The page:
One of the most serious dangers that you can face is a dangerous property that is not maintained in a safe condition. As seasoned North Carolina slip and fall attorneys, we have seen firsthand how disruptive an accident can be for the victim and his or her loved ones. If you were injured on another person’s property, we can help.
In a recent North Carolina appellate opinion, the plaintiff had parked her car in a handicap parking space at a mall in Henderson County. When the plaintiff exited her vehicle, she tripped and fell on a portion of pavement that was uneven. In her complaint, she alleged that she sustained severe and painful injuries as a result of the fall. The incident was reported to the property manager, who prepared a report regarding the incident. The facility had a policy that any occurrences on the property would be reported.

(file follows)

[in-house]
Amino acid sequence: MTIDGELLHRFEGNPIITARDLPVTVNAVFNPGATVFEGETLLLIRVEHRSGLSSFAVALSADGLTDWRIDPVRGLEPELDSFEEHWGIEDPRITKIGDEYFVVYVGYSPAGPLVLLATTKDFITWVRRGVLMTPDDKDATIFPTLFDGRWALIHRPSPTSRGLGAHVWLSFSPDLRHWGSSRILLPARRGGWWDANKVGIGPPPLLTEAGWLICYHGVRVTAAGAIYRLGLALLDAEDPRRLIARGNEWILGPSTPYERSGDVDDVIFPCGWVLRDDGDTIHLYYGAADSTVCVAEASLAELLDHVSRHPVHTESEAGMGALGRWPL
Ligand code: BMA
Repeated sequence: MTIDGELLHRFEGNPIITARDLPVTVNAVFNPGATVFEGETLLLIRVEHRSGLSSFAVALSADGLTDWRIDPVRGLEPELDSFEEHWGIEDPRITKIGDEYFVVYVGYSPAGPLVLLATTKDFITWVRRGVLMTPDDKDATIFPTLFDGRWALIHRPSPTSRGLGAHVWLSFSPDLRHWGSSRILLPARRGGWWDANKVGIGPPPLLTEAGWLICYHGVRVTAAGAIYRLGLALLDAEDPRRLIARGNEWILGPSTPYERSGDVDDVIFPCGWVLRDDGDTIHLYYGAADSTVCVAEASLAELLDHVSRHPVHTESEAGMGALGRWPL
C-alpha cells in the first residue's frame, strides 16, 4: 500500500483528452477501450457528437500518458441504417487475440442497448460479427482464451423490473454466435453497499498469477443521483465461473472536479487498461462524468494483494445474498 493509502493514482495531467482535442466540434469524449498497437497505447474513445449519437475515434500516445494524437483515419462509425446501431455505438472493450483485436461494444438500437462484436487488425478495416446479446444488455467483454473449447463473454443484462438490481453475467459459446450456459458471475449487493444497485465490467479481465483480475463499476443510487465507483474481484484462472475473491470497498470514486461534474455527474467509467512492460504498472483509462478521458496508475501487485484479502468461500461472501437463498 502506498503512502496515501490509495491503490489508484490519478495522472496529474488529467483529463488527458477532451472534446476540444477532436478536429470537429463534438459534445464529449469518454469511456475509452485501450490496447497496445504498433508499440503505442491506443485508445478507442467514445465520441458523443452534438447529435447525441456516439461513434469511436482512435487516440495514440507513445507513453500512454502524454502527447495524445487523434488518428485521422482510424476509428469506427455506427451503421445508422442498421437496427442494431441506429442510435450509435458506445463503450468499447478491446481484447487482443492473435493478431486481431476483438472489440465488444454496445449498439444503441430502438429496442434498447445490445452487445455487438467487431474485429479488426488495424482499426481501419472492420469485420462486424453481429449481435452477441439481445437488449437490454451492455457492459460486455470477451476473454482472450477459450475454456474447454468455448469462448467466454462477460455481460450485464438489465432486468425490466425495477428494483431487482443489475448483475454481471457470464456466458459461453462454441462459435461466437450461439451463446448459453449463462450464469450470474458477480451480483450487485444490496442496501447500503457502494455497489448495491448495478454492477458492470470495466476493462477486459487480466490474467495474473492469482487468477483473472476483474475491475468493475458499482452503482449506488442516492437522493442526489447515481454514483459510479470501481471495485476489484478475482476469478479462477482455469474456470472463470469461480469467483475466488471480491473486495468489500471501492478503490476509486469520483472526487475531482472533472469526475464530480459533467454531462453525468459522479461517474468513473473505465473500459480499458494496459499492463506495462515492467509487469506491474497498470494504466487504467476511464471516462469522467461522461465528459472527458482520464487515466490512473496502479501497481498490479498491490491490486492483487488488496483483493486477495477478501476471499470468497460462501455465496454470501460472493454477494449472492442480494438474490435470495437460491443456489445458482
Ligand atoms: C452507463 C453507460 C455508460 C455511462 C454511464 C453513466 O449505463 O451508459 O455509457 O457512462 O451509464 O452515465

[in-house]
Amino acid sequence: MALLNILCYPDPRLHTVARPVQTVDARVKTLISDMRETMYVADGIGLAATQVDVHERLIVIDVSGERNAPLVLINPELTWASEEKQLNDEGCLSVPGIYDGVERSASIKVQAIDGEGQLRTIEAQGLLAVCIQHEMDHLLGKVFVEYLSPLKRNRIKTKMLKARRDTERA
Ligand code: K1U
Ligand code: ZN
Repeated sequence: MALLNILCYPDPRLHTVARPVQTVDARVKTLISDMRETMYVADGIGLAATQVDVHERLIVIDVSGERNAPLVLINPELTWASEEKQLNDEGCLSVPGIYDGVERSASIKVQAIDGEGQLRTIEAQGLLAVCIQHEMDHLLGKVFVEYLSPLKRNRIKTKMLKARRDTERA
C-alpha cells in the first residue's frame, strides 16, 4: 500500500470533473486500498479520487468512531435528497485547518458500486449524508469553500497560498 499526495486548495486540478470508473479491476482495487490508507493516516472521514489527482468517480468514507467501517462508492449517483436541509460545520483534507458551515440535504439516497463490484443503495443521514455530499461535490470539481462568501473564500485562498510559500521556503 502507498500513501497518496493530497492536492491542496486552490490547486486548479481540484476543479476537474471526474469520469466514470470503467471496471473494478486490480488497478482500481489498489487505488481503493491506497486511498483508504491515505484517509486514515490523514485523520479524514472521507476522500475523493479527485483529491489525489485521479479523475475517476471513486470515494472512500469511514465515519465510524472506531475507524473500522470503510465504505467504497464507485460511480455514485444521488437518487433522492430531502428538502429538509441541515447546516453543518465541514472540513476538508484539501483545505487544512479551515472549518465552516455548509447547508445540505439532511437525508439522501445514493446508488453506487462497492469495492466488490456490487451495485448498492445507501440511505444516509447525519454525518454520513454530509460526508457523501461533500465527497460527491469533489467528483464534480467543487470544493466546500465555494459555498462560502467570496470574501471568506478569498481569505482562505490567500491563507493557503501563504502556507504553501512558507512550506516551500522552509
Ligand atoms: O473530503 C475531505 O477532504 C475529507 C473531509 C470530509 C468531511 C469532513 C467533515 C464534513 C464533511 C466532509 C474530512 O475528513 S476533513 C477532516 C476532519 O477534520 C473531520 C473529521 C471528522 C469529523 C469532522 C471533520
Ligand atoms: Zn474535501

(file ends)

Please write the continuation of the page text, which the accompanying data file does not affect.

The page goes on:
After the lawsuit commenced, the plaintiff served interrogatories on the defendants and asked for copies of any and all incident reports that were prepared regarding the trip and fall. The defendants refused to provide the report, stating that it was protected under the rule that protects information prepared in anticipation of litigation. This is similar to the attorney-client privilege rule, which protects information shared between a client and attorney for the purpose of obtaining legal advice.